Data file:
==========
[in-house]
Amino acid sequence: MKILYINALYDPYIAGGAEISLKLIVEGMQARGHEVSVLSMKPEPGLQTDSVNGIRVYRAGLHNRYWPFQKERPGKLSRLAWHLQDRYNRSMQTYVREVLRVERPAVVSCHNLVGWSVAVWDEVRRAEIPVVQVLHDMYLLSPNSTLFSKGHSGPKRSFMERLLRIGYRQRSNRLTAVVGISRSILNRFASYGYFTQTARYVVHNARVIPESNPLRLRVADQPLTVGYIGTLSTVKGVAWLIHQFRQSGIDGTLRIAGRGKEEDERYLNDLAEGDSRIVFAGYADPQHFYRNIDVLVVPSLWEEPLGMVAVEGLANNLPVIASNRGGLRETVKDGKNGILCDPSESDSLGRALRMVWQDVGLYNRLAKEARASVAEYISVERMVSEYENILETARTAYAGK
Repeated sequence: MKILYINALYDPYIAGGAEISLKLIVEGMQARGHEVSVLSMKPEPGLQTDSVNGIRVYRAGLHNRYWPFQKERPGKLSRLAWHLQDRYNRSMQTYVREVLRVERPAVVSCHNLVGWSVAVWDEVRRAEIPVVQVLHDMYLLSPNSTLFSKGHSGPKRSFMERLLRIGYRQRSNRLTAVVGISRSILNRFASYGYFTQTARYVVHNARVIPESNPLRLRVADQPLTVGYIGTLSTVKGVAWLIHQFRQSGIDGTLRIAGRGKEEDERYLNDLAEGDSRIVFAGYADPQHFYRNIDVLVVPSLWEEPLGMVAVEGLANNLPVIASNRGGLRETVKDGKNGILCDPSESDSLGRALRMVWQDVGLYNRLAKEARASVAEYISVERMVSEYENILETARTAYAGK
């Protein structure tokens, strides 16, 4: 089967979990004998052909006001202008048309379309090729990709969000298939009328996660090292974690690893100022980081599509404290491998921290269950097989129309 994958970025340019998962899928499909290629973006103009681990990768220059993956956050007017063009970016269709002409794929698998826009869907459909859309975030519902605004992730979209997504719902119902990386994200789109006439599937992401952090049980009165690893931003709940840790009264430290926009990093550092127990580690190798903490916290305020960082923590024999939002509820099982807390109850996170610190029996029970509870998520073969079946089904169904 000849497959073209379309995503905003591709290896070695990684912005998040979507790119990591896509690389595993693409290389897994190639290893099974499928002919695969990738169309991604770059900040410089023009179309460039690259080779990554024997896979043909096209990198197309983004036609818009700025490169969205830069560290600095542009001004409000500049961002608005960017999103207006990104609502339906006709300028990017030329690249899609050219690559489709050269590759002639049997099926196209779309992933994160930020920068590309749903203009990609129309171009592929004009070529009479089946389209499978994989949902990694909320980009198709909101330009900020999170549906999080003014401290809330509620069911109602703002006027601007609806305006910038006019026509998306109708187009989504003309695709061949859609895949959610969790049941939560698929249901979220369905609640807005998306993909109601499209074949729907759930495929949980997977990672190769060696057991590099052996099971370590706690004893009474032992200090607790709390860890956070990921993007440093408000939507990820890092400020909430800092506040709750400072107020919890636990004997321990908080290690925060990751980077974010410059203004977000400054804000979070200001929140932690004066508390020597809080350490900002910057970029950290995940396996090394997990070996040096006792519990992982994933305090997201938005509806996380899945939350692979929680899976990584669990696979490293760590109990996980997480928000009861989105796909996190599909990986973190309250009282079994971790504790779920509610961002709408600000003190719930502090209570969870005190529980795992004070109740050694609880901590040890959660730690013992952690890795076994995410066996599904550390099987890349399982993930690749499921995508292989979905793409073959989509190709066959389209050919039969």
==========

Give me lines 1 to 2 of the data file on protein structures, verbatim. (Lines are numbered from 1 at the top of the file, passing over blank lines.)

[in-house]
Amino acid sequence: MKILYINALYDPYIAGGAEISLKLIVEGMQARGHEVSVLSMKPEPGLQTDSVNGIRVYRAGLHNRYWPFQKERPGKLSRLAWHLQDRYNRSMQTYVREVLRVERPAVVSCHNLVGWSVAVWDEVRRAEIPVVQVLHDMYLLSPNSTLFSKGHSGPKRSFMERLLRIGYRQRSNRLTAVVGISRSILNRFASYGYFTQTARYVVHNARVIPESNPLRLRVADQPLTVGYIGTLSTVKGVAWLIHQFRQSGIDGTLRIAGRGKEEDERYLNDLAEGDSRIVFAGYADPQHFYRNIDVLVVPSLWEEPLGMVAVEGLANNLPVIASNRGGLRETVKDGKNGILCDPSESDSLGRALRMVWQDVGLYNRLAKEARASVAEYISVERMVSEYENILETARTAYAGK